An initiative of the Center for Environmental Journalism at the University of Colorado Boulder

Is ecosystem change in the Sacramento-San Joaquin Delta outpacing the ability of science to...

A science panel argues for a new approach to make research nimbler and more forward-looking to improve management in the ailing Delta.

Well water throughout California contaminated with ‘forever chemicals’

These chemicals are everywhere. They last forever. They’re expensive to get rid of. And many Californians don’t even know they’re drinking them.
water drop wikipedia

What happens when a rural area’s only well is contaminated?

As California’s new requirements for forever chemicals kick in, small providers in remote towns struggle to clean up their water.

Map: Explore drone, aerial and terrestrial imagery from The Water Desk

Use this interactive map to browse our expanding collection of free-to-use photos and videos captured by drones, planes and ground-based photographers.
Solar water heaters on roof

Why aren’t solar water heaters more popular in the U.S., even in solar-friendly states...

Despite widespread global success and huge opportunity for reducing fossil fuel demand, solar water heating is virtually unheard of in the U.S.

Long criticized for inaction at the Salton Sea, California says it’s all-in on effort...

Dust suppression and habitat restoration are key elements in a plan to aid the Salton Sea, whose ills have been a sore point in Colorado River management.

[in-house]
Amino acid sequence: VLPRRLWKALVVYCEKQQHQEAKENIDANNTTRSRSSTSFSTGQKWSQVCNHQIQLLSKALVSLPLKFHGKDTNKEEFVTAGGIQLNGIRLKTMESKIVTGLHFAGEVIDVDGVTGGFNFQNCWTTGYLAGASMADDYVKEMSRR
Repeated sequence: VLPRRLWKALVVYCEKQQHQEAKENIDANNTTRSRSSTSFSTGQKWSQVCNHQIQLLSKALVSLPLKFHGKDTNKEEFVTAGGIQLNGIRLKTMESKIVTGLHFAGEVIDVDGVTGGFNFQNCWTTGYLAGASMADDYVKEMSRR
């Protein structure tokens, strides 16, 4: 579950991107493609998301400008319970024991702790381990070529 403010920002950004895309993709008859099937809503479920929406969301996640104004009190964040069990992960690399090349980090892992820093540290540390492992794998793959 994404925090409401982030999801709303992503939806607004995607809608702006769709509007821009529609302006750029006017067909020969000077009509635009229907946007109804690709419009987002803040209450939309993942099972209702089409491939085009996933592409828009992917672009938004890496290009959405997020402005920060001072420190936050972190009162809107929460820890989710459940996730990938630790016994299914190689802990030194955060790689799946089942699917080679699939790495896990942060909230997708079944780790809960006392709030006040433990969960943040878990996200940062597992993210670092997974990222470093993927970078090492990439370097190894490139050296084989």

Concern over the “forever chemical” PFAS in water supplies is high, but remedies remain...

A synthetic chemical’s appearance in public water supply wells raises questions of how to protect the public from unknown health hazards.

Announcing grantees for The Water Desk’s California Media Project

The Water Desk has made $75,000 in grants to journalists and media outlets covering California water issues.

Framework for agreements to aid health of Sacramento-San Joaquin Delta is a starting point...

Voluntary agreements in California have been touted as an innovative and flexible way to improve environmental conditions in the Sacramento-San Joaquin Delta and the rivers that feed it. The goal is to provide river flows and habitat for fish while still allowing enough water to be diverted for farms and cities in a way that satisfies state regulators.

Can carbon credits save Sacramento-San Joaquin Delta islands and protect California’s vital water hub?

An ambitious plan would use carbon credits as incentives to convert Delta islands to wetlands or rice to halt subsidence and potentially raise island elevations.